Shares of Evofem Biosciences (NASDAQ:EVFM) sunk by more than 36% in pre-market trading on Tuesday after pricing a $50 million stock and warrant offering at a discount to yesterday’s closing price. EVFM stock ended trading on Monday at $1.28 a share.
Each share of common stock is being sold together with one short-term warrant to purchase one share of common stock at a combined public offering price of $1.00 per share of common stock and accompanying common warrant, less underwriting discounts and commissions. The short-term warrants have an exercise price of $1.00 per share, are exercisable immediately, and will expire two years following the date of issuance.
Evofem is a biopharmaceutical company that develops and sells various products to address unmet needs in women’s sexual and reproductive health. The company is headquartered in San Diego, California.
The stock was highlighted in March by InvestorPlace contributor Mark Putrino, after the share price suffered a steep decline. It lost more that 50% of its value when the price dropped from $5 to under $2.50 following a disappointing earnings call. Saundra Pelletier, Evofem CEO, bought 45,249 shares of EVFM on March 9 at an average price of $2.28 a share.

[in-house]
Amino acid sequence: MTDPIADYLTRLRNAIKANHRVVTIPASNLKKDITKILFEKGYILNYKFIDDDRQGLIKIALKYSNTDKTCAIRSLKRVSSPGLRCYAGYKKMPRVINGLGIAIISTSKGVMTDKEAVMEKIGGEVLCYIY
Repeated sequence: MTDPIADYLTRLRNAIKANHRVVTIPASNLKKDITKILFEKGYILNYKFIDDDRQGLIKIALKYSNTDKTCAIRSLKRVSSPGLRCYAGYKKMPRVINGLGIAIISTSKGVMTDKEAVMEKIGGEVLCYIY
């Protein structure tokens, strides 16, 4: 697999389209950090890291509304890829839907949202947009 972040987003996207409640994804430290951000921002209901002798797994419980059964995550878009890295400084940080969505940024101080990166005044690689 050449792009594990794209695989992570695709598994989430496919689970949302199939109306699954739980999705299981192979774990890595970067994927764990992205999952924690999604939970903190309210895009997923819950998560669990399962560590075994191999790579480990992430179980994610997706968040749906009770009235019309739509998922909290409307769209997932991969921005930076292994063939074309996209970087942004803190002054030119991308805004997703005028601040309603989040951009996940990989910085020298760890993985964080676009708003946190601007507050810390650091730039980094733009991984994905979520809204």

EVFM Stock Dilution Shows Biotech Risk
The dilution-related drop today in EVFM stock illustrates the risk typically inherent with the sector. Biotech stocks are not an appropriate arena for every investor, particularly when you’re dealing with speculative names. Still, very few sectors offer the astounding profitability potential of biotech penny stocks, which is why — though it’s terribly risky — people continue to flock to this market.
While investors take the hit today, Evofem now has a bigger cash pile to work from in its pursuit of women’s health treatments. Earlier, the company said it will use the proceeds from the offering for the continuation of full commercialization activities related to Phexxi, a hormone-free prescription vaginal gel that is FDA approved to prevent pregnancy.
It will also use some of the money to continue its ongoing Evoguard Phase 3 clinical trial evaluating EVO100 for the prevention of chlamydia and gonorrhea in women.
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On the date of publication, Robert Lakin did not have (either directly or indirectly) any positions in the securities mentioned in this article. The opinions expressed in this article are those of the writer, subject to the InvestorPlace.com Publishing Guidelines.
InvestorPlace contributor Robert Lakin is a veteran financial writer and editor, including previous stints with Bloomberg News and as a buyside equity research editor.